When the mode data ADM designate the “Screen” mode for demonstration, the step 320 discriminates it so that the CPU 32 transfers control from step 302 to step 304. In step 304, the CPU 32 runs a display demonstration program in accordance with a flowchart of FIG. 13. When the display demonstration program is started, stored data of the panel setting area 33 a refuge and are transferred to the panel setting refuge area 33 b. Then, the CPU 32 repeats steps 502 to 508 of the display demonstration program of FIG. 13 sequentially to display a variety of contents on the screen of the display 25, as follows:

i) Message and user name which are input by the user.

ii) Specifications of the electronic musical instrument, i.e., a number of tone colors being selected, a number of tunes and a number of rhythm types being selected in automatic performance, system configurations of the electronic musical instrument, and total capacities, preoccupied capacities and available capacities of the RAM 33 and ROM 34.

iii) Various “plug-in” boards of the electronic musical instrument, which are periodically changed over on the screen every predetermined time.

Instead of the aforementioned contents, it is possible to display description for manual operations how to use the electronic musical instrument, and a method to create tone color data for determining tone colors, which are periodically changed over on the screen, for example.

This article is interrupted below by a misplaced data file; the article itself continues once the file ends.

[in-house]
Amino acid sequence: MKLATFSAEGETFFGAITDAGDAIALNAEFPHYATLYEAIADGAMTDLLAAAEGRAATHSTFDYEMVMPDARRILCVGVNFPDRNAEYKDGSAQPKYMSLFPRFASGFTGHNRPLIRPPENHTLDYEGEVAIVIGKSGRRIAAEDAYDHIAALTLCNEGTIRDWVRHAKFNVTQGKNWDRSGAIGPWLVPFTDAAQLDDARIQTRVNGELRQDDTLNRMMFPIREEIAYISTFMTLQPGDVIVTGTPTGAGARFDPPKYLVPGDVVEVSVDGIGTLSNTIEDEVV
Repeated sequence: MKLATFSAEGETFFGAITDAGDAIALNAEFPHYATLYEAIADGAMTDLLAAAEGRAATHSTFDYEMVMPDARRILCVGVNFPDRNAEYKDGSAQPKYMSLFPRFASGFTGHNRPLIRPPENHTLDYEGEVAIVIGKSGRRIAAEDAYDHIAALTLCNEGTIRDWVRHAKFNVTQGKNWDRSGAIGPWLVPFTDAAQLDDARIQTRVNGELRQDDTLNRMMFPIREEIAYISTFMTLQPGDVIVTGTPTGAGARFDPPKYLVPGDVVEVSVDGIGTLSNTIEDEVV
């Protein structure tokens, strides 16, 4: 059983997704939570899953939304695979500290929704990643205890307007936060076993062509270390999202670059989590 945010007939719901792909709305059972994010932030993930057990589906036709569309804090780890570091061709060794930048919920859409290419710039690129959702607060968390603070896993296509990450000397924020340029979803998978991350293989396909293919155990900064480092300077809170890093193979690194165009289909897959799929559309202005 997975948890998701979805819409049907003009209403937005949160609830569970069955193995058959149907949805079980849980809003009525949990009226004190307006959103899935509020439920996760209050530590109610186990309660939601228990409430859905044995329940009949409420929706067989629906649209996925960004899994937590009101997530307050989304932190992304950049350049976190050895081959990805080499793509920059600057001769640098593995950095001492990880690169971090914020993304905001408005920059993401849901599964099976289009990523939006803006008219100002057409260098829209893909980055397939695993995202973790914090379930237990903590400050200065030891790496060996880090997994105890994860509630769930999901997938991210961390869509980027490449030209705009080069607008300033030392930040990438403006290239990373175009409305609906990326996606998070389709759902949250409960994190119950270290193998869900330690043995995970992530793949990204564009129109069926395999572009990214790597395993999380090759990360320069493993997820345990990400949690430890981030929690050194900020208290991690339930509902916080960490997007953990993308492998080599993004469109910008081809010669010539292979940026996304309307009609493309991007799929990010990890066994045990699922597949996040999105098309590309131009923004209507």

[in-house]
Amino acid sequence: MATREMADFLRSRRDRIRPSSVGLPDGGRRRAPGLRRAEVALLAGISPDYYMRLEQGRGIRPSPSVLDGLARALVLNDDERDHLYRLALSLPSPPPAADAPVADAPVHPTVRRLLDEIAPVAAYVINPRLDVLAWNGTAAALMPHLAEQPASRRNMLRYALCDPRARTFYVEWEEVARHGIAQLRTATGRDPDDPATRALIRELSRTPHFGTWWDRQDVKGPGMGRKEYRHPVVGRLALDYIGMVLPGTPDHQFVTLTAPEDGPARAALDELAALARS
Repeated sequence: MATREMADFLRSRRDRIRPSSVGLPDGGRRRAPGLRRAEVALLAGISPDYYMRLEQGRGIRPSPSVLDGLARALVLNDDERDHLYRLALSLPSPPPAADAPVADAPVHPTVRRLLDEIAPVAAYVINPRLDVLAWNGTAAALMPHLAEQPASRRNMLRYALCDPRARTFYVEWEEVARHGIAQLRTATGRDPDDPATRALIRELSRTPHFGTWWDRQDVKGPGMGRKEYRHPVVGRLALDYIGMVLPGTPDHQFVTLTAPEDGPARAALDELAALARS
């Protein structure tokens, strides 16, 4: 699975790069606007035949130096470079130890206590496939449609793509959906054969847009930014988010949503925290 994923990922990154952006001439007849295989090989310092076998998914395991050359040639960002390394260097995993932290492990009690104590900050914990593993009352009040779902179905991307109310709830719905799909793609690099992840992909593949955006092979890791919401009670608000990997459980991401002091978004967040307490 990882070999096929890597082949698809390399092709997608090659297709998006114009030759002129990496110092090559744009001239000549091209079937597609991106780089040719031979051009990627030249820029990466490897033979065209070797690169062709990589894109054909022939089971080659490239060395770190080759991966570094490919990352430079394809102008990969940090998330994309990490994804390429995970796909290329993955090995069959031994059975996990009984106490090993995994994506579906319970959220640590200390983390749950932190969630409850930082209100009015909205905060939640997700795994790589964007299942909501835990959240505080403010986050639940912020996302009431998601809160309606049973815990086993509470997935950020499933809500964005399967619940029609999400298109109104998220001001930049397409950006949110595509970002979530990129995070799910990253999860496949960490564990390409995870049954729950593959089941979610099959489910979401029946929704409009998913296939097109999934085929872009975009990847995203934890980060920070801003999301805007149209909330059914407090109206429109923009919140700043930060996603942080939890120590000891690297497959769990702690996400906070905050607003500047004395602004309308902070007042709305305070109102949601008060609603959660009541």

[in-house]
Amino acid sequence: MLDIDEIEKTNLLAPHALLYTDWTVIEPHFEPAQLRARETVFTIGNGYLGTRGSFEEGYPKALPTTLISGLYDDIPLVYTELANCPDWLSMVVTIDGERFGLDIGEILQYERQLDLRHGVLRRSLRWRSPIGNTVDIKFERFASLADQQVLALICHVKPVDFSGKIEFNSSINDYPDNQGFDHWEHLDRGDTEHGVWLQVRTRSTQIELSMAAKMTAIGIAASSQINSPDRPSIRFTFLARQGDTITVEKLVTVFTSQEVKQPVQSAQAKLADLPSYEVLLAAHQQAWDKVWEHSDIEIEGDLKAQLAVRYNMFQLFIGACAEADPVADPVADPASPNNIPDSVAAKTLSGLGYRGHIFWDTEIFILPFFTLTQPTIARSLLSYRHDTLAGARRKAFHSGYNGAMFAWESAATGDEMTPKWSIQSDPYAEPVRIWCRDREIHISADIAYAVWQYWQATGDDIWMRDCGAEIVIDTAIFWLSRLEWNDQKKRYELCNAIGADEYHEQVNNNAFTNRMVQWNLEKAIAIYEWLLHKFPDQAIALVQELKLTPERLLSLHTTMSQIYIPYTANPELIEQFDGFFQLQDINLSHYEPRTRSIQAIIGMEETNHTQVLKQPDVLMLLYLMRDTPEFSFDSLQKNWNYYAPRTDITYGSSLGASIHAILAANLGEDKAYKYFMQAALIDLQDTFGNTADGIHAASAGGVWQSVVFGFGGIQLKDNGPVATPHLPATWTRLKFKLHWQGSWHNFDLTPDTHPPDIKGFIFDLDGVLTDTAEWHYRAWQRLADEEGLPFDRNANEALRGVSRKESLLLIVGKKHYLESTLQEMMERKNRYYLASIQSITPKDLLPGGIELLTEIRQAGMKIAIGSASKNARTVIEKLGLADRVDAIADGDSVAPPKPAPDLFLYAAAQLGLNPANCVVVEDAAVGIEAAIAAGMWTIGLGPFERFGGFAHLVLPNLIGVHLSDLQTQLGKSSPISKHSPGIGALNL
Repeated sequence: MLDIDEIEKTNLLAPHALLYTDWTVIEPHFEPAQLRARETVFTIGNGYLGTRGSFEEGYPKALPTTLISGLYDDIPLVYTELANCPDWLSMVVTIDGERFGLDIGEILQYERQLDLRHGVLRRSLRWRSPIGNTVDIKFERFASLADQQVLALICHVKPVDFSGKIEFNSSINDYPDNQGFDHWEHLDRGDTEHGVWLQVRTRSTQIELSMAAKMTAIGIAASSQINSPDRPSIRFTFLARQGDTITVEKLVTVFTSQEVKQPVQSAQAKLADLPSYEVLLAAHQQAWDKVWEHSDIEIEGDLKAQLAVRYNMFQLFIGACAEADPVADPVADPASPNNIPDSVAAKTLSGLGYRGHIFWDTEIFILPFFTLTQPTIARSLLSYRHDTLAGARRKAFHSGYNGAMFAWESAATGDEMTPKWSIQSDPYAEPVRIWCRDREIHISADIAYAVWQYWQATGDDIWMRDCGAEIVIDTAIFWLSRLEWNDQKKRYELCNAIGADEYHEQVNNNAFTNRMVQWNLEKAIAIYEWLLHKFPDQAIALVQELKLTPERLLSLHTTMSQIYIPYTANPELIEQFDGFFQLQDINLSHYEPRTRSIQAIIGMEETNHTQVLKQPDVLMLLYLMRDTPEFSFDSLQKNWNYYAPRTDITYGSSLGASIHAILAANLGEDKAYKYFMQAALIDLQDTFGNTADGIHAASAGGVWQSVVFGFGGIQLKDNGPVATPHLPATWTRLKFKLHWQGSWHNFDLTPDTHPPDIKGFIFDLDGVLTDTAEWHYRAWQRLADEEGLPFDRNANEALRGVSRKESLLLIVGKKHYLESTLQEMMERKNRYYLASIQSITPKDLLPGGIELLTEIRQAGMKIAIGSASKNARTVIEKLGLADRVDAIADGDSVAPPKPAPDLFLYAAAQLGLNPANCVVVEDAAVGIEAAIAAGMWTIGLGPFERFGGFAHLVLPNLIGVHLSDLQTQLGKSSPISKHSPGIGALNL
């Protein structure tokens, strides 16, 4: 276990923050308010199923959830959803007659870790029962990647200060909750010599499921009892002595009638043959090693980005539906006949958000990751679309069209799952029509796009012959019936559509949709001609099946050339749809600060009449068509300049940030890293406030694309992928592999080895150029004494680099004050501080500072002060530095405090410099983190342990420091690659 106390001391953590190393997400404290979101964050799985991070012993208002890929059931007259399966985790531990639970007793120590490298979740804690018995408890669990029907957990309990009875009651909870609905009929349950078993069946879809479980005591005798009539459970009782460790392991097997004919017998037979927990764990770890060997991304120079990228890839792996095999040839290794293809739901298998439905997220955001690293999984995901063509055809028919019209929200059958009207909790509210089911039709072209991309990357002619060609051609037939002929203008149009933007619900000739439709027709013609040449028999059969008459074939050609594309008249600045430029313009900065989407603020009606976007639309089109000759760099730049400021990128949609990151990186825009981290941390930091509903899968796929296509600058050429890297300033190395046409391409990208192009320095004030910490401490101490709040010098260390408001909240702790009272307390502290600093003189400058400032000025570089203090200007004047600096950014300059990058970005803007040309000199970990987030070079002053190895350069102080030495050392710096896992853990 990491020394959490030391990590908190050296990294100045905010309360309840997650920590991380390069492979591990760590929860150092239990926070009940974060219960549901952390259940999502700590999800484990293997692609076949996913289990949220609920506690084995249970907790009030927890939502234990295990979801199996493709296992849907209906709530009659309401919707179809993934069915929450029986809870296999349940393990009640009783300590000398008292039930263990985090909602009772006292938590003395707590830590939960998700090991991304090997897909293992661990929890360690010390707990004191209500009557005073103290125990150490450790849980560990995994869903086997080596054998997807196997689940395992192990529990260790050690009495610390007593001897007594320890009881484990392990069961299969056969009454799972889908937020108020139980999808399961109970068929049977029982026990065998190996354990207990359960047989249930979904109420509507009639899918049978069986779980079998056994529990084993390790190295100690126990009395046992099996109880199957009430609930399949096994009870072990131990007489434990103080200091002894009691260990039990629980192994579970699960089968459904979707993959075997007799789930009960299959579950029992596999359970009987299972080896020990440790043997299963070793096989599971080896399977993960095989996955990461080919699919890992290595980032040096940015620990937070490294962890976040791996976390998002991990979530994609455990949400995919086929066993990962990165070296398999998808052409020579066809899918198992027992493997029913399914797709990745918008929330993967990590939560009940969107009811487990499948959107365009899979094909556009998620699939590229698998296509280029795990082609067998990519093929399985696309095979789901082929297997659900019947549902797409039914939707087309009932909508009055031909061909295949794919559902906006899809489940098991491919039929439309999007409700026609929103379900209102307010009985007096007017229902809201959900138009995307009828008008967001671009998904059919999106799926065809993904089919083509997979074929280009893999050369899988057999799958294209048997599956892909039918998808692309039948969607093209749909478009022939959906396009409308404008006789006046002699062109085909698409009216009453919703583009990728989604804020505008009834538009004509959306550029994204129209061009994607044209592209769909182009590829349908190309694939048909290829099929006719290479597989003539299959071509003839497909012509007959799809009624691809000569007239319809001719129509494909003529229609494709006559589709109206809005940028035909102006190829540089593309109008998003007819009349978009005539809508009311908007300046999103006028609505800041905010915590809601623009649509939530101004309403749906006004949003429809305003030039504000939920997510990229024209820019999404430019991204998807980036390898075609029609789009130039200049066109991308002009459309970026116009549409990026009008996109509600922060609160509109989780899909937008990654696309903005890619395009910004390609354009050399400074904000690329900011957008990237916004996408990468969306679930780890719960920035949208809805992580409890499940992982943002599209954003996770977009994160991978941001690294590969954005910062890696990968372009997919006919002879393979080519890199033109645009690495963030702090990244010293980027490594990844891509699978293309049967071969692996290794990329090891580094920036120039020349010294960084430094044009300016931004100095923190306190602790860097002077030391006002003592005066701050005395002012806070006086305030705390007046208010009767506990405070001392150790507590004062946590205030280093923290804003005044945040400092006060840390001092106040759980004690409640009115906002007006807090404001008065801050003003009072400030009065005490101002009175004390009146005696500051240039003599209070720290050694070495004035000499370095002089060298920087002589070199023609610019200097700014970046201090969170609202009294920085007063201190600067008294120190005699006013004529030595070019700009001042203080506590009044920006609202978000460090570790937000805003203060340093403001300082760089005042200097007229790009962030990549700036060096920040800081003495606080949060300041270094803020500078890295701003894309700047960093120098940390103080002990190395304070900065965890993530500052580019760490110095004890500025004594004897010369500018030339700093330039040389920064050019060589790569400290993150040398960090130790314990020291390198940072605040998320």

If the mode data ADM designate the “Sound” mode, the step 302 discriminates it, so that the CPU 32 transfers control from step 302 to step 306. In step 306, the CPU 32 runs a sound demonstration program in accordance with a flowchart of FIG. 14A. When the sound demonstration program is started, stored data of the sound source setting area 33 d refuge and are transferred to the sound source setting refuge area 33 e. Then, the CPU 32 repeatedly performs a step 510 of the sound demonstration program of FIG. 14A, so that the sound source circuit 60 is sequentially supplied with performance data stored in the RAM 33, ROM 34 or external storage device 40 to play automatic performance. In the automatic performance, the sound source circuit 60 is capable of periodically changing tunes being played in turn, or it is capable of repeating a same single tune. As the performance data, it is possible to use performance data which are used in automatic performance being instructed by a manual operation to the foregoing song operator 24 b. Basically, however, the sound source circuit 60 is supplied with the performance data, regardless of the tone-generation instructions concerned with automatic performance which is played by the internal functions of the electronic musical instrument, or the tone-generation instructions concerned with external performance data which are supplied to the electronic musical instrument by means of the communication interface 50. Namely, the electronic musical instrument plays the automatic performance, which is irrelevant to the instructions of the user.